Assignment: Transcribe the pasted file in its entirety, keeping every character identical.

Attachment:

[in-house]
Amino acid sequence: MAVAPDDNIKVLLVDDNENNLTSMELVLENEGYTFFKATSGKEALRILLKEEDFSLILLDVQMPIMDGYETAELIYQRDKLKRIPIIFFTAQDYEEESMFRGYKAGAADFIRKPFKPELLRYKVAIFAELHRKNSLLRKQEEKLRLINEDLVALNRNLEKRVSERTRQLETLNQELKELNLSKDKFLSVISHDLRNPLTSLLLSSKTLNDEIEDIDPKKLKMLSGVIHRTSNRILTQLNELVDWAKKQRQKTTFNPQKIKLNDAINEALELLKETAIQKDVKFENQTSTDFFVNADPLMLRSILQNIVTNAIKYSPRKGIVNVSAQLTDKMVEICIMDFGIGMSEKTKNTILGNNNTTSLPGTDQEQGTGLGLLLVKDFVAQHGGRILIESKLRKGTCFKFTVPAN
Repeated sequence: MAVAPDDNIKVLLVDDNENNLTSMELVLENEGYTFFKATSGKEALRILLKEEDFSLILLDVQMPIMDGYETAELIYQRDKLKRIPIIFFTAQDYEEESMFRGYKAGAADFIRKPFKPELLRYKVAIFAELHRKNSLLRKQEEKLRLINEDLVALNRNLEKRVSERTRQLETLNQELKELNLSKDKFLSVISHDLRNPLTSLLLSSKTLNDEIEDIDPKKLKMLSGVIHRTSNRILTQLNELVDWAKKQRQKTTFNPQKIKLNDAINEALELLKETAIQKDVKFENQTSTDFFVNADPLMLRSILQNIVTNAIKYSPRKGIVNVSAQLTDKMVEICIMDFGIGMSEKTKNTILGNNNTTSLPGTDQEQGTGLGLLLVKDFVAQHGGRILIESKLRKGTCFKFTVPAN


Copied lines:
[in-house]
Amino acid sequence: MAVAPDDNIKVLLVDDNENNLTSMELVLENEGYTFFKATSGKEALRILLKEEDFSLILLDVQMPIMDGYETAELIYQRDKLKRIPIIFFTAQDYEEESMFRGYKAGAADFIRKPFKPELLRYKVAIFAELHRKNSLLRKQEEKLRLINEDLVALNRNLEKRVSERTRQLETLNQELKELNLSKDKFLSVISHDLRNPLTSLLLSSKTLNDEIEDIDPKKLKMLSGVIHRTSNRILTQLNELVDWAKKQRQKTTFNPQKIKLNDAINEALELLKETAIQKDVKFENQTSTDFFVNADPLMLRSILQNIVTNAIKYSPRKGIVNVSAQLTDKMVEICIMDFGIGMSEKTKNTILGNNNTTSLPGTDQEQGTGLGLLLVKDFVAQHGGRILIESKLRKGTCFKFTVPAN
Repeated sequence: MAVAPDDNIKVLLVDDNENNLTSMELVLENEGYTFFKATSGKEALRILLKEEDFSLILLDVQMPIMDGYETAELIYQRDKLKRIPIIFFTAQDYEEESMFRGYKAGAADFIRKPFKPELLRYKVAIFAELHRKNSLLRKQEEKLRLINEDLVALNRNLEKRVSERTRQLETLNQELKELNLSKDKFLSVISHDLRNPLTSLLLSSKTLNDEIEDIDPKKLKMLSGVIHRTSNRILTQLNELVDWAKKQRQKTTFNPQKIKLNDAINEALELLKETAIQKDVKFENQTSTDFFVNADPLMLRSILQNIVTNAIKYSPRKGIVNVSAQLTDKMVEICIMDFGIGMSEKTKNTILGNNNTTSLPGTDQEQGTGLGLLLVKDFVAQHGGRILIESKLRKGTCFKFTVPAN